• Programs have maintained or increased participation.
  • Quality of job placements increased as represented by hourly wage, number of hours worked, and benefits received.
  • Retention is up in workforce programs.
  • College access programs exceeded goals and citywide outcomes.
  • Adult education training increased participation and exceeded achievement goals.

In year 3, grantees served 9,777 participants in workforce, education for children and youth, and adult education programs. Since Year 1, grantees programs have seen an 81% growth in the number of individuals served.

Workforce

Grantees served 858 workforce participants in Year 3, up 128% percent from Year 1. Forty five percent of participants are between the ages of 17 and 24, 95% identify as Black or Hispanic, 43% received government benefits within the past year (e.g. TANF, food stamps, Medicaid), and 15% of participants did not have a high-school degree or equivalent at the time of program enrollment.

Additionally:

  • 200 of 425 placements were identified as having benefits, such as health insurance.
  • The average hourly wage for participants increased from $10.55 in Year 1 to $12.82 in Year 3.  FAC saw the largest growth of nearly $2 an hour.
  • The average participant hours worked per week continued to increase to 33.89 hours per week.

Education for Children and Youth

Grantees served 8,071 participants in their education for children and youth programs, up 30% from Year 1 (6,189). Thirty-three percent of participants are in grades kindergarten to 3rd and 68% identify as Hispanic and 23% as Black. Most participants are served in after-school programs.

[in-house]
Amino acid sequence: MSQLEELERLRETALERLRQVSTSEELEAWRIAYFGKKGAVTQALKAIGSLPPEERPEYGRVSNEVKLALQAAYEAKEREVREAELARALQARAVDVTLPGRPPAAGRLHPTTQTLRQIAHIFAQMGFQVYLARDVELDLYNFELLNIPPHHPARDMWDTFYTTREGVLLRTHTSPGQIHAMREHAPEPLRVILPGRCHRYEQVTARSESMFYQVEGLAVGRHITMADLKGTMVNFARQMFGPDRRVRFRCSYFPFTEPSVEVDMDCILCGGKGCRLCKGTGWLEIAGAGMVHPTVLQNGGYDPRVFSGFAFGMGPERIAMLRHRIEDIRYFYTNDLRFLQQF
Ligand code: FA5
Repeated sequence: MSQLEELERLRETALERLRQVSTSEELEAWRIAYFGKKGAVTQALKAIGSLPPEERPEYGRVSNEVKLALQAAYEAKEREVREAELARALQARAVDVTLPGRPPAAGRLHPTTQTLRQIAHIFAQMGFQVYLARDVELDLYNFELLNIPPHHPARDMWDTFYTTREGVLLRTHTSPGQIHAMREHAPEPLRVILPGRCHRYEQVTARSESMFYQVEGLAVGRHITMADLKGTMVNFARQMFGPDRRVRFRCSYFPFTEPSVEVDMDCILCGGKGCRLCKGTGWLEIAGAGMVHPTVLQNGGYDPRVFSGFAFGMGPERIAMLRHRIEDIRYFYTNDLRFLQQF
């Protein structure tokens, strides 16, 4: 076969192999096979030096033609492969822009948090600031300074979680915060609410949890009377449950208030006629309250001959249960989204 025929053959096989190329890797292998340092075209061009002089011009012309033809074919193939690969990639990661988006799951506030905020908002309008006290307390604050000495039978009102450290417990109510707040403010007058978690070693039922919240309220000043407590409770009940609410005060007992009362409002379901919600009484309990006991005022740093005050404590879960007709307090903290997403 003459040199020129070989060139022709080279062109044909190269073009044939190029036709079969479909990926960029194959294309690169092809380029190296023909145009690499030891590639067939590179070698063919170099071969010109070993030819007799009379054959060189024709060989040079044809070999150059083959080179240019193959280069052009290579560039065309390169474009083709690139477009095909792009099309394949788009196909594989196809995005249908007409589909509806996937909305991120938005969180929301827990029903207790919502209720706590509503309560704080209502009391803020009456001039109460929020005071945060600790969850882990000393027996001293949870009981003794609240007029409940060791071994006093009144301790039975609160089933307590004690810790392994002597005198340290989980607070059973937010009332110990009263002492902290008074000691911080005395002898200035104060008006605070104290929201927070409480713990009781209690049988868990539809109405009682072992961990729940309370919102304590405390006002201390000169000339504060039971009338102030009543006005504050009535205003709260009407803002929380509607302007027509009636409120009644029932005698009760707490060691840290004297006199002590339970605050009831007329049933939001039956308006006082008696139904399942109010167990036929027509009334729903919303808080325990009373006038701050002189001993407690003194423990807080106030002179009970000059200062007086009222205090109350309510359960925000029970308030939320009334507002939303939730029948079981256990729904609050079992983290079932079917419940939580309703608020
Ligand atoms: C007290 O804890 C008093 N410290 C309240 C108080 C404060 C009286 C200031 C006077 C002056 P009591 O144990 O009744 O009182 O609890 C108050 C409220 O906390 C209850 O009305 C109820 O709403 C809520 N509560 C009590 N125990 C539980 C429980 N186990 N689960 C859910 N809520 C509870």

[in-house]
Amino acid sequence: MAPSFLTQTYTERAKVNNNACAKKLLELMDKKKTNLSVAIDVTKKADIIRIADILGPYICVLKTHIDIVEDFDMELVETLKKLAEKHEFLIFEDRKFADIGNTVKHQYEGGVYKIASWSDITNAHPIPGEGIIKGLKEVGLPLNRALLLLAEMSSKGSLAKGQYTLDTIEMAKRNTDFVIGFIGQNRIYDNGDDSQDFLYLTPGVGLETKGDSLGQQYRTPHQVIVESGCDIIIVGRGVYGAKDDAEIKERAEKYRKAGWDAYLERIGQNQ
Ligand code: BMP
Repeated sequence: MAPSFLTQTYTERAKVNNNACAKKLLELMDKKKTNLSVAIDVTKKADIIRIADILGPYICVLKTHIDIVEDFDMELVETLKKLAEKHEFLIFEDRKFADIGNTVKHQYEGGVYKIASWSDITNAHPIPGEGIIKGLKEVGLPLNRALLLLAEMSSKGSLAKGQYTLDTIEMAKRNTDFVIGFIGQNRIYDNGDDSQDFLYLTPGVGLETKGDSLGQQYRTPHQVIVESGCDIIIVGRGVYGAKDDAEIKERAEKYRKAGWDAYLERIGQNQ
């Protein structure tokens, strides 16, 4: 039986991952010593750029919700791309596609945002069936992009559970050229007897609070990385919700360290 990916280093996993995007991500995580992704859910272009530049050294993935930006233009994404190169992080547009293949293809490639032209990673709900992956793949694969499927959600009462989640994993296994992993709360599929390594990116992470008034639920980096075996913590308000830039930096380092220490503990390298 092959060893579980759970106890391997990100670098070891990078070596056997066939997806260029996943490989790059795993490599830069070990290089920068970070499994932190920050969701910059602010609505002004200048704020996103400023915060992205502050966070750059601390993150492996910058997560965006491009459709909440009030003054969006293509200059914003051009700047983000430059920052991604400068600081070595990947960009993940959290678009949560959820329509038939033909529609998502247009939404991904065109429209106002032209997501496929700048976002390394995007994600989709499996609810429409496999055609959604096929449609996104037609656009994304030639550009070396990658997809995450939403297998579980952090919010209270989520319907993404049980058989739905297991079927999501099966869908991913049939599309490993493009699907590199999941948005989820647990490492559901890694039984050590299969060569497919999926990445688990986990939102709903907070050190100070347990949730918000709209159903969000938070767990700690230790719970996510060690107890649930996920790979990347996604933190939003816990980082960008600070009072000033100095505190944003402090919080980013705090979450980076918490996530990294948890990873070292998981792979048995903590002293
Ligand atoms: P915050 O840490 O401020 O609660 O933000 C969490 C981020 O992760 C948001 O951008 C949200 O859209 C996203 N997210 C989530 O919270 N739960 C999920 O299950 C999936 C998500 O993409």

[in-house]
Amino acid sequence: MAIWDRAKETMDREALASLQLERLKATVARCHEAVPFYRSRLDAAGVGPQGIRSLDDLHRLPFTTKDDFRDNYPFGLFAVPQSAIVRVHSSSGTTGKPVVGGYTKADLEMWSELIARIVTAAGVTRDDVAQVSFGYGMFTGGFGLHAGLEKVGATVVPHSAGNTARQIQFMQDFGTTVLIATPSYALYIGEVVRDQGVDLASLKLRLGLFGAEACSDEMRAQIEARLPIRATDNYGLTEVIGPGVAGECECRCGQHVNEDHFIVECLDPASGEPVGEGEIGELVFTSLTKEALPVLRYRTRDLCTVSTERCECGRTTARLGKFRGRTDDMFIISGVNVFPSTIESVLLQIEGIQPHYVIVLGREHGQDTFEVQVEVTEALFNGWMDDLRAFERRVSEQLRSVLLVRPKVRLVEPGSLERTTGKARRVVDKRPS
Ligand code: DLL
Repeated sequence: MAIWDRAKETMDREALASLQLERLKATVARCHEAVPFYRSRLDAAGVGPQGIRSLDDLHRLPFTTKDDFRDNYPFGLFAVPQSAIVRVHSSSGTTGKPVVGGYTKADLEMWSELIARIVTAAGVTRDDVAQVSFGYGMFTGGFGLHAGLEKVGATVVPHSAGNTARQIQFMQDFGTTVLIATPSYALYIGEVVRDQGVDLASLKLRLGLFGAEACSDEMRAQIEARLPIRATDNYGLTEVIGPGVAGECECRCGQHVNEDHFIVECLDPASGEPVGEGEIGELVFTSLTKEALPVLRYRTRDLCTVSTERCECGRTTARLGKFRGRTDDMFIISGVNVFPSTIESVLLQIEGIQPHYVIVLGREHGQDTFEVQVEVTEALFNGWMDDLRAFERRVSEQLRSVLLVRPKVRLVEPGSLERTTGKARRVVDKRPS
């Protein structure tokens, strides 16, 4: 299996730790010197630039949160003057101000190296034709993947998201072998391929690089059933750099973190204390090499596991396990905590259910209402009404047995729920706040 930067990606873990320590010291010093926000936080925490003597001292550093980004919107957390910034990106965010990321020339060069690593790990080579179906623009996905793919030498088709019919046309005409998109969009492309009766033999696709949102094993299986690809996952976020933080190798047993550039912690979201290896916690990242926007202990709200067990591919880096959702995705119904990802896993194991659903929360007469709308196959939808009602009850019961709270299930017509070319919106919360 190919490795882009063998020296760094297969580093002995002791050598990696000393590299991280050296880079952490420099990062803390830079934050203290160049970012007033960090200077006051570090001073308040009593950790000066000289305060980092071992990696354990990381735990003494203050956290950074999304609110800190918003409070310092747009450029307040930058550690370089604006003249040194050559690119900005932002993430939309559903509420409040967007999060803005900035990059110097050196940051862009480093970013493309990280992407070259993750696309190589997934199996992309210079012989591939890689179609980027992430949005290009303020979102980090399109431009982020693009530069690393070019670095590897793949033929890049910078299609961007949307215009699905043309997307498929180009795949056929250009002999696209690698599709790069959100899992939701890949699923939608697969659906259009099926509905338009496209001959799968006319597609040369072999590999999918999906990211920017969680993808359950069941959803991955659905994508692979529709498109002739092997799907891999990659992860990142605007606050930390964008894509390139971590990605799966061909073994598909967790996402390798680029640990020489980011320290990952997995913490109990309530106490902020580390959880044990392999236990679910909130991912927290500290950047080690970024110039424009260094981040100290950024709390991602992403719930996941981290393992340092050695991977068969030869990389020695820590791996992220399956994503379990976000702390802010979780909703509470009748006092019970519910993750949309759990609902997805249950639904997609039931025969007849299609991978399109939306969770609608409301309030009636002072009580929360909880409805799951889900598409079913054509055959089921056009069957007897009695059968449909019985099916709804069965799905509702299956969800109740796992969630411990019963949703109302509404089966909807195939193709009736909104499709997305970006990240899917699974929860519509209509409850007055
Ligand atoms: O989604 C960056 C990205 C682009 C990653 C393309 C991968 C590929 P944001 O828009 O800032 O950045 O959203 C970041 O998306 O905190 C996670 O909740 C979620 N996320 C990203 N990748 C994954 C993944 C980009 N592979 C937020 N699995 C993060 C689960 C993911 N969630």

High School Graduation

Eighty-two percent of 501 participants anticipated to earn their high school degree in Year 3 achieved that goal, compared with 70% among all NYC students and 65% and 64% for Black and Hispanic students, respectively, regardless of income level.

College Access and Retention

New Settlement’s rates of enrollment for participants in their college access programs at 81% far exceeds the NYC rate of 55% for students overall. In 3 years, grantees helped 1,638 students enroll in college. 1,218 of those participants are still enrolled.

Adult Education

Grantees served 848 participants in Year 3, up 12% from Y2 (754) and 234% from Y1 (254). 37% of participants were 25 to 39 years old. 59% identified as Hispanic and 29% as Black. 75% of participants did not have a high school degree or equivalent at time of enrollment.

Housing

St. Nick’s has grown its housing development program from 36 to 75 to 162 over the CCF years. For CHDLC, in addition to the 29 Cypress Village units completed in Year 1, 54 senior housing units are expected to be completed in Year 4. New Settlement will contribute 60 housing units in Year 4.

Walk A Mile In A Business Owner’s Shoes

As a small business ourselves, we understand the power of well-designed support for business growth. Last year, we supported the NYC Department of Small Business Services’ Small Business First Initiative to help streamline the way the City interacts with business owners. A large component of our work focused on designing programs and resources that more clearly communicate rules and regulations and help business owners avoid common violations. Check out these supports now available:

  • Compliance Consultations: business owners can schedule a free site visit with an SBS Adviser to learn how to comply with City rules and subsequently avoid fines, particularly when just starting out and being exposed to a wide array of requirements for the first time. According to reports from ABC 7, fines are down 40%!
  • Sidewalk Usage Guide: SBS offers many regulation- and industry-specific guides to educate business owners. We collaborated on their new Sidewalk Usage Guide, which covers everything from advertising to selling goods, repairs to serving food. Call us biased, but we think it’s a great breakdown of how the sidewalk in front of a storefront can and cannot be used. Trust us, you’ll never look at a sidewalk café quite the same way once you know what it took to get it there.

Contact Us

Mailing Address
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Suite 403
New York, NY 10016
(347) 619-2892
info@publicworkspartners.com